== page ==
A: The Competence Committee approves practice areas based on a person’s education and the Core Knowledge Area table (find the Core Knowledge Area table under the list of Practice Areas, CLICK HERE . It is in the AIA’s mandate to protect the public in matters related to agrology and ensure its members are competent. If a person works outside of the practice areas that are most closely aligned with their education, it is a professional’s responsibility to have the education and training to support the area in which they practice. Work experience is only part of the equation for creating competence, formal education and Continuing Competence Program are required, too.

In order to achieve a new practice area, you should ensure you take formal education to meet a majority of the core knowledge areas for that Practice Area and and CCP hours in this new area. Finally, submit an official copy of your transcripts for records and request a reassessment of your Practice Areas.

For information on three-credit courses, CLICK HERE

Q: As an In-training member, can I practice without supervision or sign off on projects?

A: As an In-Training Member, you are obligated to work under the direct supervision of a regulated professional, regardless of whether your area of practice is supported or not supported by your education. You cannot sign off on projects or practice without supervision as an in-training member. You must complete all your in-training requirements and be given your full professional designation to sign off on documents and practice unsupervised. To achieve your full designation the Competence Committee reviews applicants’ files individually based on an In-Training member’s education, references and experience shown on the resume. The committee then communicates their decision, which may include a cautionary note related to the current situation. Practice in areas outside of one’s practice area(s) is at one’s own professional risk.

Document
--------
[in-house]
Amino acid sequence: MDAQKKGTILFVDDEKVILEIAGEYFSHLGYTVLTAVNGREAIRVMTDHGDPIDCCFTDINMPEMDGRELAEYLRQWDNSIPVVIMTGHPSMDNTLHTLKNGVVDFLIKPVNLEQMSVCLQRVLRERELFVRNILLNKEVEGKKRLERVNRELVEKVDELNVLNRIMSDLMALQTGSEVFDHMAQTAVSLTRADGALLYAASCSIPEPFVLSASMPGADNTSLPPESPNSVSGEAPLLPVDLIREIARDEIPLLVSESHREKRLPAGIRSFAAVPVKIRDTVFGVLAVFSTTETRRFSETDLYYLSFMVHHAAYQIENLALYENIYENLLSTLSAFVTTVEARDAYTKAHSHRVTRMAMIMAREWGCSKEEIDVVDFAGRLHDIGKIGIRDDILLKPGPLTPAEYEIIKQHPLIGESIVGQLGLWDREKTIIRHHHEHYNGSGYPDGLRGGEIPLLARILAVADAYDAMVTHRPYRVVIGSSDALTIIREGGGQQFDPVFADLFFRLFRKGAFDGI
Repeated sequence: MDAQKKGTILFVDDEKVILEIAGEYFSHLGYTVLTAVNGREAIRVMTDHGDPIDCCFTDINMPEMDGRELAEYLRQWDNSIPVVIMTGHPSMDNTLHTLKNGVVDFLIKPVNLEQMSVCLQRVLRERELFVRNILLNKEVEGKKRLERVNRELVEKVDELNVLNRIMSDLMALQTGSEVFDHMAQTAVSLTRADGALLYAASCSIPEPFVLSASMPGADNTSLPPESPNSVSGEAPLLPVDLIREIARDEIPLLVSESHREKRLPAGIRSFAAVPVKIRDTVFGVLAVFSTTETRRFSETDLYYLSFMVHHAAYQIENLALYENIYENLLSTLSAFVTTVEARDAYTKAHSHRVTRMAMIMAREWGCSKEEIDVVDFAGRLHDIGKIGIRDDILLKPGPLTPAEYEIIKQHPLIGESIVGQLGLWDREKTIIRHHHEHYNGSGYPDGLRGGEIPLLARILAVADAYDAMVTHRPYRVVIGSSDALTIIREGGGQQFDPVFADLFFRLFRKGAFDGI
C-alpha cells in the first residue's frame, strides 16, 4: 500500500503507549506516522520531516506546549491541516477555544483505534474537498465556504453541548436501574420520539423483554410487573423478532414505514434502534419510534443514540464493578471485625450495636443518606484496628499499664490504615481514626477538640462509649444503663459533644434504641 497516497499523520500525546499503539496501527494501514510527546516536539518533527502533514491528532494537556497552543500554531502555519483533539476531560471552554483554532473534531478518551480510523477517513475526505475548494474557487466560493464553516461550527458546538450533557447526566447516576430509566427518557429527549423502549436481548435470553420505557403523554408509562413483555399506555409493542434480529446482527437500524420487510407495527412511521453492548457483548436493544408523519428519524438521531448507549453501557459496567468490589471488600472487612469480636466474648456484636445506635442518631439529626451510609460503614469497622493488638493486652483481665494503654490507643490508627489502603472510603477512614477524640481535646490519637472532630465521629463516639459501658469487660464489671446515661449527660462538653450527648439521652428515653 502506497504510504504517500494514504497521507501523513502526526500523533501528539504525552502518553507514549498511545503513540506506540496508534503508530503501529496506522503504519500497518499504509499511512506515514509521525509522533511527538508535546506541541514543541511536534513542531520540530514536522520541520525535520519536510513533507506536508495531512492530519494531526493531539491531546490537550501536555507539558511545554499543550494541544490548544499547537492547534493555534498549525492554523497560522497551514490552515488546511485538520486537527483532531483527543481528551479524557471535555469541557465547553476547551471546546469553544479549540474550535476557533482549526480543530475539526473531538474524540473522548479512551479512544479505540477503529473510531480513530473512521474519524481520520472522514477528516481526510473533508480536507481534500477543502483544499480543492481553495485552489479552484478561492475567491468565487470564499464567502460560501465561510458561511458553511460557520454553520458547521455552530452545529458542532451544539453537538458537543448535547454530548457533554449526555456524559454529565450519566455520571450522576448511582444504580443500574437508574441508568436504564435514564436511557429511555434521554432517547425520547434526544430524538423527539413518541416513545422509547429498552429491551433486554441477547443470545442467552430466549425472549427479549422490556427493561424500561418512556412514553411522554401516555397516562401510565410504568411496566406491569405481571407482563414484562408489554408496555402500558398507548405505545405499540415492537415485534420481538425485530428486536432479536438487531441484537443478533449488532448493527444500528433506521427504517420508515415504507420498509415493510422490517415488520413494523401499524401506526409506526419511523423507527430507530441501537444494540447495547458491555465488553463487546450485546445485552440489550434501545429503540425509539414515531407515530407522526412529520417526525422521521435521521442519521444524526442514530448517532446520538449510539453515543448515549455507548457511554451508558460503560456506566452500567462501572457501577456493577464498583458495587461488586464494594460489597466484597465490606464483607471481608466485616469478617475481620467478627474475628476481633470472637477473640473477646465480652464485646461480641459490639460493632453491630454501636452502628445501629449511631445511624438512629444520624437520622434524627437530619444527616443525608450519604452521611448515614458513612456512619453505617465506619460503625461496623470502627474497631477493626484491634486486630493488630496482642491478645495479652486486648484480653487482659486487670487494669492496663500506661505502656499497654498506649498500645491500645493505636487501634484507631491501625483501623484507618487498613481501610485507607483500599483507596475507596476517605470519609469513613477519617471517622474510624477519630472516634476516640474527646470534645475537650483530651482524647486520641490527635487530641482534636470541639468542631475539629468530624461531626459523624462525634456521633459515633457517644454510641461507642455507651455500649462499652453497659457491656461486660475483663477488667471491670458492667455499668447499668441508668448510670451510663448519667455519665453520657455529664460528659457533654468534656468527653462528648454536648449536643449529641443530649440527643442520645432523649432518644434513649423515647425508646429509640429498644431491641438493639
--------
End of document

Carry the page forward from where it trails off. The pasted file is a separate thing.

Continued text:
Q: What is CCP?

A: The Continuing Competence Program (CCP) Program enacts/executes/exerts/fulfills the requirements of the Agrology Profession Regulation (Section 16 , 18) to ensure, as stated on Section 43(2) of the Agrology Profession Act , “regulated members […] maintain competence and […] enhance the provision of professional services.”

Q: Do Agrologists have to be paid overtime?

A: As per the Employment Standards Regulation, Alta. Reg. 14/97, Section 2(2)(m) , professional agrologists are exempt from minimum standards legislation in the Employment Standards Code dealing with hours of work and overtime entitlements. This same situation applies to quite a few designated professions (including professional engineers and lawyers).

Agrologists, like other employees, can certainly enter into individual contracts with their employers to establish working conditions, including hours of work and overtime entitlements, that they consider to be reasonable and balanced, and these contract commitments will be legally enforceable.

Q: Does the AIA have any documentation on agrologists’ salaries ?

A: Although the AIA does not keep records on salaries averages, the Government of Alberta's Occupational Profile provides an ample description of the main duties and salary averages for Alberta. For more information, click  here . A recent salary survey of Agrologists (2015) across Canada including AIA members can found here .